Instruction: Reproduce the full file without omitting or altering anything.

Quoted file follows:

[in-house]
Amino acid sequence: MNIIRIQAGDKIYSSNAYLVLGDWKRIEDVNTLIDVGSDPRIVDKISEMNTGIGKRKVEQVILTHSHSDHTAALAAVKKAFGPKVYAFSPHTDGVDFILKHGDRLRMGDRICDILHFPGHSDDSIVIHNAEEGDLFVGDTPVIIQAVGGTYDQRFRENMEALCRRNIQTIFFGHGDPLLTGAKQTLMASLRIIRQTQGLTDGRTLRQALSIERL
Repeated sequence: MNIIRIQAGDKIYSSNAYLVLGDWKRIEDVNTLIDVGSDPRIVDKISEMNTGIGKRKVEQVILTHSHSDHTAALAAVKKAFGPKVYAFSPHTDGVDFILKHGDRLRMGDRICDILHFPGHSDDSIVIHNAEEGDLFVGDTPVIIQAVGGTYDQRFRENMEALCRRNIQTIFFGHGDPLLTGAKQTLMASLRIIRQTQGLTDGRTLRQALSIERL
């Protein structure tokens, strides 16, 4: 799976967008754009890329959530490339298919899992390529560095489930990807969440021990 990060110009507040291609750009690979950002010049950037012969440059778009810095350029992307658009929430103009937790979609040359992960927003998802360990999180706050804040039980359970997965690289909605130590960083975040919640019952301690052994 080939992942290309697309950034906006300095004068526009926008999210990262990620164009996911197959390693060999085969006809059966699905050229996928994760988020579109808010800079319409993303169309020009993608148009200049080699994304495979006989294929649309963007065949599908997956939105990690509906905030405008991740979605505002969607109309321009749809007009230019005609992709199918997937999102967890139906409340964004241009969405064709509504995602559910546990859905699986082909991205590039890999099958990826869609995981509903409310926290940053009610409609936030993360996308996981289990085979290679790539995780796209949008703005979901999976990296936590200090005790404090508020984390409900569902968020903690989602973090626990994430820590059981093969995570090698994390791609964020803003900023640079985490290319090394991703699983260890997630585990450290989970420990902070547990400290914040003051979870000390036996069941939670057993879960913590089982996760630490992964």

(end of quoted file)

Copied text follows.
[in-house]
Amino acid sequence: MNIIRIQAGDKIYSSNAYLVLGDWKRIEDVNTLIDVGSDPRIVDKISEMNTGIGKRKVEQVILTHSHSDHTAALAAVKKAFGPKVYAFSPHTDGVDFILKHGDRLRMGDRICDILHFPGHSDDSIVIHNAEEGDLFVGDTPVIIQAVGGTYDQRFRENMEALCRRNIQTIFFGHGDPLLTGAKQTLMASLRIIRQTQGLTDGRTLRQALSIERL
Repeated sequence: MNIIRIQAGDKIYSSNAYLVLGDWKRIEDVNTLIDVGSDPRIVDKISEMNTGIGKRKVEQVILTHSHSDHTAALAAVKKAFGPKVYAFSPHTDGVDFILKHGDRLRMGDRICDILHFPGHSDDSIVIHNAEEGDLFVGDTPVIIQAVGGTYDQRFRENMEALCRRNIQTIFFGHGDPLLTGAKQTLMASLRIIRQTQGLTDGRTLRQALSIERL
């Protein structure tokens, strides 16, 4: 799976967008754009890329959530490339298919899992390529560095489930990807969440021990 990060110009507040291609750009690979950002010049950037012969440059778009810095350029992307658009929430103009937790979609040359992960927003998802360990999180706050804040039980359970997965690289909605130590960083975040919640019952301690052994 080939992942290309697309950034906006300095004068526009926008999210990262990620164009996911197959390693060999085969006809059966699905050229996928994760988020579109808010800079319409993303169309020009993608148009200049080699994304495979006989294929649309963007065949599908997956939105990690509906905030405008991740979605505002969607109309321009749809007009230019005609992709199918997937999102967890139906409340964004241009969405064709509504995602559910546990859905699986082909991205590039890999099958990826869609995981509903409310926290940053009610409609936030993360996308996981289990085979290679790539995780796209949008703005979901999976990296936590200090005790404090508020984390409900569902968020903690989602973090626990994430820590059981093969995570090698994390791609964020803003900023640079985490290319090394991703699983260890997630585990450290989970420990902070547990400290914040003051979870000390036996069941939670057993879960913590089982996760630490992964």